Tech at Night

Hello. The longer the Democrats are in Washington, the more the mask slips with respect to their true beliefs regarding freedom online. They claim they don’t want a government takeover, they claim they don’t want to regulate content, they claim they don’t want a kill switch, they claim they want to respect privacy, but time and again all of these issues just keep coming up.

Witness the new disaster coming out of the White House which would force private firms like Facebook, Skype, and RIM to assist the government with spying on you. They are to cripple, deliberately, any safeguards they have on your privacy to make it easier for government snoops.

Remember: already nothing prevents them from listening in on the Internet. What they are demanding now is a huge expansion of power to require encryption in America to be crippled for the benefit of domestic Internet spies. Or at least, that’s the phrasing the left used throughout the Bush administration, so I’m going to throw it back in their disingenuous faces every single chance I get.

Remember when fining Janet Jackson’s breast was the worst thing going on in Washington with respect to this stuff, and how horrible that was? As the sign goes, “Miss me yet?”

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Tech at Night: FBI, Facebook, FTC, Free Speech, Apple

On August 30, 2010, in General, by Neil Stevens
Tech at Night

Good evening (it’s still Monday night for those of us in the west at least). Let’s start off tonight by remembering when Barack Obama and the democrats complained about so-called domestic spying under the Bush administration? Well, a team of organizations went after the FBI for watching possibly terrorist Islamic organizations. The FBI responded by saying they don’t need to already believe an organization is breaking the law in order to begin preliminary spying on that organization.

Now I’ll be blunt: I think this IPS news service is bunk. But it makes me laugh to remember that using modern technology to gather information about terrorists was supposedly a horrible thing when George Bush did it, but now that Barack Obama is using actual live, in-person spies you have to go to radical fringe groups to find out it’s even happening and see the progressive outrage.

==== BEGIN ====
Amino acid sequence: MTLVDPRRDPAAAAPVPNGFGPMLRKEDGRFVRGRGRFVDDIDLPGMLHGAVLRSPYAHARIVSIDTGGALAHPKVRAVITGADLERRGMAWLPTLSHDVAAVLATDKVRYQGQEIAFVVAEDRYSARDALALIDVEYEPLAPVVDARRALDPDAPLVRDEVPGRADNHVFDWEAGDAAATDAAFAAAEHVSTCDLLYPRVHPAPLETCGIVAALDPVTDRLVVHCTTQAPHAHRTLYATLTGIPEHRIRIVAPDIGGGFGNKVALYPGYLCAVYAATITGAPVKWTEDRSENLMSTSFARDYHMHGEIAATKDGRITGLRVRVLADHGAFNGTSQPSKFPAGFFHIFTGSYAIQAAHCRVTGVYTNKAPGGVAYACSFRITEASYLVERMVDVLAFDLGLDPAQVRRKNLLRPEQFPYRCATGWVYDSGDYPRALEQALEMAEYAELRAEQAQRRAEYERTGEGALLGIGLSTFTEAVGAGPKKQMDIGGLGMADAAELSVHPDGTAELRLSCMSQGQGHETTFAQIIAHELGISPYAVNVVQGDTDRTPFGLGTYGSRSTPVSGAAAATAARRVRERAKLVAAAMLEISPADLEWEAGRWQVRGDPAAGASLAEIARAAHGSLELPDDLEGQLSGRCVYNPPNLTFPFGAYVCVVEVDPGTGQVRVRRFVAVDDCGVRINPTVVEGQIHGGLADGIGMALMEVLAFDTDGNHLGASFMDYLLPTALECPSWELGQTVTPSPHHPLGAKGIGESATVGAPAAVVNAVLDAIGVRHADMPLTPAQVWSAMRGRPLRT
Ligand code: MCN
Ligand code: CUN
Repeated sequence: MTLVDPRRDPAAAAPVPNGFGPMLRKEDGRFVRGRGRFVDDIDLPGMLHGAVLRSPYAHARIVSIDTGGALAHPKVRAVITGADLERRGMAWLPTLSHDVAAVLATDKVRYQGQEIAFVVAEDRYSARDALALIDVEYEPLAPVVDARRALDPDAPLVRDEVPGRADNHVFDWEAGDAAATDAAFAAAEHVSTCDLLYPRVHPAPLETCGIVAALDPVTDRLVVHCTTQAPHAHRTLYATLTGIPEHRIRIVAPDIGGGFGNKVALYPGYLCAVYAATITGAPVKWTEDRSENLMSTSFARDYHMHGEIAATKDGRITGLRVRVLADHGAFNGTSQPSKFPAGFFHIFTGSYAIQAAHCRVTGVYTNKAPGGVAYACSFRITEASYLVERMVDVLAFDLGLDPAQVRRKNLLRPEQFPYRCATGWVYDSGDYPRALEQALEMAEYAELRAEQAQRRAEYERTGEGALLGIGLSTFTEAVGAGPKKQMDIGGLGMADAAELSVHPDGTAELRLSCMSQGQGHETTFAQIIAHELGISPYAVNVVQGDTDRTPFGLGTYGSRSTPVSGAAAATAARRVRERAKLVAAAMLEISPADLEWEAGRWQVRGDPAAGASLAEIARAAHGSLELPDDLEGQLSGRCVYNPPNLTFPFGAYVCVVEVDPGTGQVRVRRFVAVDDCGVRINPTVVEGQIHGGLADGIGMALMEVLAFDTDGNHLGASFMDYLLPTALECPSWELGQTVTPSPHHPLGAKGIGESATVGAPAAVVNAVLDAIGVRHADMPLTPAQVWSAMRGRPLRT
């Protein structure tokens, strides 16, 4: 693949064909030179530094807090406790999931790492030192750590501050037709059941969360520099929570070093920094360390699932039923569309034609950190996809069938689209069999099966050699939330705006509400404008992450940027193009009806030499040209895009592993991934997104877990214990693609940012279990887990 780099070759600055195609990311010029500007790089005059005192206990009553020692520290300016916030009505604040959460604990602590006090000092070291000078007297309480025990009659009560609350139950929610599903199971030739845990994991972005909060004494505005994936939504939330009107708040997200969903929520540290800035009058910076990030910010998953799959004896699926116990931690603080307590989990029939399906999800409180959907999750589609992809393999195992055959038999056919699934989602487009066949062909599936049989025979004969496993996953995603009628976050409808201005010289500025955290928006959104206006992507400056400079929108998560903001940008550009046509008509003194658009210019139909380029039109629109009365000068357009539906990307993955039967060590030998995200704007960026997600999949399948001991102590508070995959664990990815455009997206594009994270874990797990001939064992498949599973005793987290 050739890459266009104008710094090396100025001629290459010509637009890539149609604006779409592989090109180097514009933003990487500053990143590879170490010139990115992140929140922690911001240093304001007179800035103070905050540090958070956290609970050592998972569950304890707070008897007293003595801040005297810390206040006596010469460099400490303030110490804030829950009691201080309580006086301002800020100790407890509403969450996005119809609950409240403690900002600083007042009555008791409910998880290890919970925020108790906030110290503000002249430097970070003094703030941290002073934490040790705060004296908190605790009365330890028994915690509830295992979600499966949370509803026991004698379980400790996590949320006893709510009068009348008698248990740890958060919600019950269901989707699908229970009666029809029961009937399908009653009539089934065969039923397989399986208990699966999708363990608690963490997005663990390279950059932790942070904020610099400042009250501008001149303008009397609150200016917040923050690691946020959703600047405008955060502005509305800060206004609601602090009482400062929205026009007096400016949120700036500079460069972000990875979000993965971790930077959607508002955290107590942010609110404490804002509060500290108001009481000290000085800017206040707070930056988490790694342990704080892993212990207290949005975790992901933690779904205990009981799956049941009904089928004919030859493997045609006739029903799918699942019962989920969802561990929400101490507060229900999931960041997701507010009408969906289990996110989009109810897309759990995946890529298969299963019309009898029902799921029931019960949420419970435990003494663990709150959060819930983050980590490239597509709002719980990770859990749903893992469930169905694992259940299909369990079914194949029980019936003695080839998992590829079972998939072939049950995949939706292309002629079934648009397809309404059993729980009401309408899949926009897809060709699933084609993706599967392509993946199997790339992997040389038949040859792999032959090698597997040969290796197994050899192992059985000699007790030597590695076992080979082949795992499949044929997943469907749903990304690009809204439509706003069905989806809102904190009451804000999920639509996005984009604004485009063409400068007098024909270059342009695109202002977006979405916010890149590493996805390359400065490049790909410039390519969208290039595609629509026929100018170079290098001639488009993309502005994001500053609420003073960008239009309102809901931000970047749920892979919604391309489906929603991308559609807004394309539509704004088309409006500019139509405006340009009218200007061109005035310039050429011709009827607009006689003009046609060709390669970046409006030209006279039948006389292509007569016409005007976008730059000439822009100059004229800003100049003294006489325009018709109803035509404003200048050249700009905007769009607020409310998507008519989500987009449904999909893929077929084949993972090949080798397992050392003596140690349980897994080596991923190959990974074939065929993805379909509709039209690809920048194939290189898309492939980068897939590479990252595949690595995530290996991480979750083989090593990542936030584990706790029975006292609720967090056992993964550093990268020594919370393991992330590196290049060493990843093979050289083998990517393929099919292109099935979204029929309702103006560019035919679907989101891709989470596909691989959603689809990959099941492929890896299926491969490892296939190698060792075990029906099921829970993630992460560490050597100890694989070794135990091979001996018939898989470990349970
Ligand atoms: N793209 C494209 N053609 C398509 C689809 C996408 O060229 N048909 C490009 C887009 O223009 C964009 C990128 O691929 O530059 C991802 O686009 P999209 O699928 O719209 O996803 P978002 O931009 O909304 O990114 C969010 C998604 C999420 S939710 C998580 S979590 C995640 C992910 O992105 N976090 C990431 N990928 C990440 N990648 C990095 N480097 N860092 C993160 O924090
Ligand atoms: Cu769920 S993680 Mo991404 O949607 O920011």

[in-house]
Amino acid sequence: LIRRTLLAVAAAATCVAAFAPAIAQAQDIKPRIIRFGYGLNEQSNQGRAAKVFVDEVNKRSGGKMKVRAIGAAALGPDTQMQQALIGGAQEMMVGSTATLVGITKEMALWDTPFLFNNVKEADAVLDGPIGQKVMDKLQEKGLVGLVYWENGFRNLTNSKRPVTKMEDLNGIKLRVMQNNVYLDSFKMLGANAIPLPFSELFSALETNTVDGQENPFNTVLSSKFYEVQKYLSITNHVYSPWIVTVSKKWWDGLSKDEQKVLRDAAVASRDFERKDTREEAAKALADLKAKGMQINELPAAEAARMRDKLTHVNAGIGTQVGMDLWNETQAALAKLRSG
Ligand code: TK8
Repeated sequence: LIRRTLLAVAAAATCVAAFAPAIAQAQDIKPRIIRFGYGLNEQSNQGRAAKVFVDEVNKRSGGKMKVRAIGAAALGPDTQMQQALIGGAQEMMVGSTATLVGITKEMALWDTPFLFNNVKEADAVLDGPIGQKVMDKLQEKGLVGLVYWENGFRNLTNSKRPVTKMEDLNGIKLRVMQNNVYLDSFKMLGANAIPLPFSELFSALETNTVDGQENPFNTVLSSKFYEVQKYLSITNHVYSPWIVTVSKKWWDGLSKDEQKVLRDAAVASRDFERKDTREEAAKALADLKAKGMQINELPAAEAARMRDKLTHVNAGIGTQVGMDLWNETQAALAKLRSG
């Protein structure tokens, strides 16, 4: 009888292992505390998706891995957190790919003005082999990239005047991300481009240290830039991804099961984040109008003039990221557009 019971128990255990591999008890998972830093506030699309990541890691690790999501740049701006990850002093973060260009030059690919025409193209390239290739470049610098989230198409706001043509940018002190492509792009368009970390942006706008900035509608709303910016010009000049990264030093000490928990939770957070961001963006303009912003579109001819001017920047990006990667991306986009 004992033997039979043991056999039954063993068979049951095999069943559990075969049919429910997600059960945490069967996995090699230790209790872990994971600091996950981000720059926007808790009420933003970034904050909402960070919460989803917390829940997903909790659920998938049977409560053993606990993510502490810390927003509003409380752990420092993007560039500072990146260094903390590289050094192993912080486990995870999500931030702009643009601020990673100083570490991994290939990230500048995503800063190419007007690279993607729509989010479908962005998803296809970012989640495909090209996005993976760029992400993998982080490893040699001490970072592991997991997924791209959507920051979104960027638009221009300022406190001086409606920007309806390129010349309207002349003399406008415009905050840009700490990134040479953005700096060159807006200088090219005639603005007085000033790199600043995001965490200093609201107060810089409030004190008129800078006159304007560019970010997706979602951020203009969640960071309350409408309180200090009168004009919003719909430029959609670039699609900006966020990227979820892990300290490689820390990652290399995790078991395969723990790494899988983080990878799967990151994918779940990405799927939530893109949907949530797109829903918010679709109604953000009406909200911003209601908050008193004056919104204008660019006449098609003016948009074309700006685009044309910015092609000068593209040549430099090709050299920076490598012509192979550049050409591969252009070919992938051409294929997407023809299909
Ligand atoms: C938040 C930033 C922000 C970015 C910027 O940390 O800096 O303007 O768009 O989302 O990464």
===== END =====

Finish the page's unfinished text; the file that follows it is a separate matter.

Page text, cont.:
Wouldn’t it be easier, safer, and more respectful of our rights just to tap the phones of foreign terrorists, than to send people into houses of worship on false pretenses?

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Tech at Night: Google, National Security Agency

On July 9, 2010, in General, by Neil Stevens
Tech at Night

Good evening. We’re now off to a good start with this new Monday-Wednesday-Friday column, because this time I’m getting it published before midnight on both coasts.

So let’s get right to it. The two big stories I’m seeing are that Google’s Street View spying troubles are coming home to the US, and the NSA is apparently expanding its mission to protect US communications from foreign agents in a new and potentially troublesome direction.

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Law and Order: Google’s Intent

On June 11, 2010, in General, by Neil Stevens

It’s been a while since we peeked in at Google’s doings. The proud champion of unprecedented FCC power grabs toward Net Neutrality regulation of the Internet (for which opposition is growing in the Senate) is still under fire for two broad breaches of the public’s trust: The Andrew McLaughlin lobbying from the White House, and the massive privacy breaches in the Street View program.

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Nima Jooyandeh facts.